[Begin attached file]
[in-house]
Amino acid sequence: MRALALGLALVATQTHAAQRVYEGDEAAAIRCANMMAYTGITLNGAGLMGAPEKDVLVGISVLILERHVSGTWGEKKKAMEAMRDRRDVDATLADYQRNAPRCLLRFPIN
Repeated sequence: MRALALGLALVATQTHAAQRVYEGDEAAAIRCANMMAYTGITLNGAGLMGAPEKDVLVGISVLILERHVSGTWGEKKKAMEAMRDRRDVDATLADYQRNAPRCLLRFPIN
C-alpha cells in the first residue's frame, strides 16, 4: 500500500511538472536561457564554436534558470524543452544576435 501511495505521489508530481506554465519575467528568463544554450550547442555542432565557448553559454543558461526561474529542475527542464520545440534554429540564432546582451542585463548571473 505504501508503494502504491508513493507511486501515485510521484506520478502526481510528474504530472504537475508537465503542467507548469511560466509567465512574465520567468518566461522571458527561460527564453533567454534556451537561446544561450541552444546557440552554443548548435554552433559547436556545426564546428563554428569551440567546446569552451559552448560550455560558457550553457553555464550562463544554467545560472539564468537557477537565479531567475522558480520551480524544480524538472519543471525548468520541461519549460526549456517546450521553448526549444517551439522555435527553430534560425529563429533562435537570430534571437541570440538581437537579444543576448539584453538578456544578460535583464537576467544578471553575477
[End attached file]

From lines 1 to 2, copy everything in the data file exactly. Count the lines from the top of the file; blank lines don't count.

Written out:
[in-house]
Amino acid sequence: MRALALGLALVATQTHAAQRVYEGDEAAAIRCANMMAYTGITLNGAGLMGAPEKDVLVGISVLILERHVSGTWGEKKKAMEAMRDRRDVDATLADYQRNAPRCLLRFPIN